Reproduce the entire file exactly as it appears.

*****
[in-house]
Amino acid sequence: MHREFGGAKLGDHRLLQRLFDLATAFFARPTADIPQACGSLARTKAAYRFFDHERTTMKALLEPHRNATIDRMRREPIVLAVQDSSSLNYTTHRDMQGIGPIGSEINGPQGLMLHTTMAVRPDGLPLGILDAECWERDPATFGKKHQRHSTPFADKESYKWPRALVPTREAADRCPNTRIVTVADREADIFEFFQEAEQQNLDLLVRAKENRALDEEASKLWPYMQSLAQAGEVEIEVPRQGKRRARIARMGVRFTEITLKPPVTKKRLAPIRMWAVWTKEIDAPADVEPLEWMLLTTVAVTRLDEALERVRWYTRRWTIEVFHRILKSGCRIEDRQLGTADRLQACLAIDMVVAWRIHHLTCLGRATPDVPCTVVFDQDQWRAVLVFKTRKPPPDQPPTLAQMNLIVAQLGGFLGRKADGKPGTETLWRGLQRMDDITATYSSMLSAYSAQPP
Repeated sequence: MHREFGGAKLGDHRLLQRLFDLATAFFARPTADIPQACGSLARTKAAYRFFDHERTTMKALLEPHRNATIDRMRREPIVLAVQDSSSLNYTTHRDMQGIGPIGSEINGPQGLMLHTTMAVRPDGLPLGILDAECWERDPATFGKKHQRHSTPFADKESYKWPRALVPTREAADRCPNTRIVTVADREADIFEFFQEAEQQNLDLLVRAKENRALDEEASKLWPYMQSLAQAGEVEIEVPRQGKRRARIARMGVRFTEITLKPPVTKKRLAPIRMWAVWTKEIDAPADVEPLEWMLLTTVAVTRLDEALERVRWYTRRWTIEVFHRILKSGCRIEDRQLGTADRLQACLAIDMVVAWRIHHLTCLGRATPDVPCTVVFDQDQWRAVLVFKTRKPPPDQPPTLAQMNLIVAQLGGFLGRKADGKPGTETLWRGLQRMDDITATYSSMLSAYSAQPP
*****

[in-house]
Amino acid sequence: MHREFGGAKLGDHRLLQRLFDLATAFFARPTADIPQACGSLARTKAAYRFFDHERTTMKALLEPHRNATIDRMRREPIVLAVQDSSSLNYTTHRDMQGIGPIGSEINGPQGLMLHTTMAVRPDGLPLGILDAECWERDPATFGKKHQRHSTPFADKESYKWPRALVPTREAADRCPNTRIVTVADREADIFEFFQEAEQQNLDLLVRAKENRALDEEASKLWPYMQSLAQAGEVEIEVPRQGKRRARIARMGVRFTEITLKPPVTKKRLAPIRMWAVWTKEIDAPADVEPLEWMLLTTVAVTRLDEALERVRWYTRRWTIEVFHRILKSGCRIEDRQLGTADRLQACLAIDMVVAWRIHHLTCLGRATPDVPCTVVFDQDQWRAVLVFKTRKPPPDQPPTLAQMNLIVAQLGGFLGRKADGKPGTETLWRGLQRMDDITATYSSMLSAYSAQPP
Repeated sequence: MHREFGGAKLGDHRLLQRLFDLATAFFARPTADIPQACGSLARTKAAYRFFDHERTTMKALLEPHRNATIDRMRREPIVLAVQDSSSLNYTTHRDMQGIGPIGSEINGPQGLMLHTTMAVRPDGLPLGILDAECWERDPATFGKKHQRHSTPFADKESYKWPRALVPTREAADRCPNTRIVTVADREADIFEFFQEAEQQNLDLLVRAKENRALDEEASKLWPYMQSLAQAGEVEIEVPRQGKRRARIARMGVRFTEITLKPPVTKKRLAPIRMWAVWTKEIDAPADVEPLEWMLLTTVAVTRLDEALERVRWYTRRWTIEVFHRILKSGCRIEDRQLGTADRLQACLAIDMVVAWRIHHLTCLGRATPDVPCTVVFDQDQWRAVLVFKTRKPPPDQPPTLAQMNLIVAQLGGFLGRKADGKPGTETLWRGLQRMDDITATYSSMLSAYSAQPP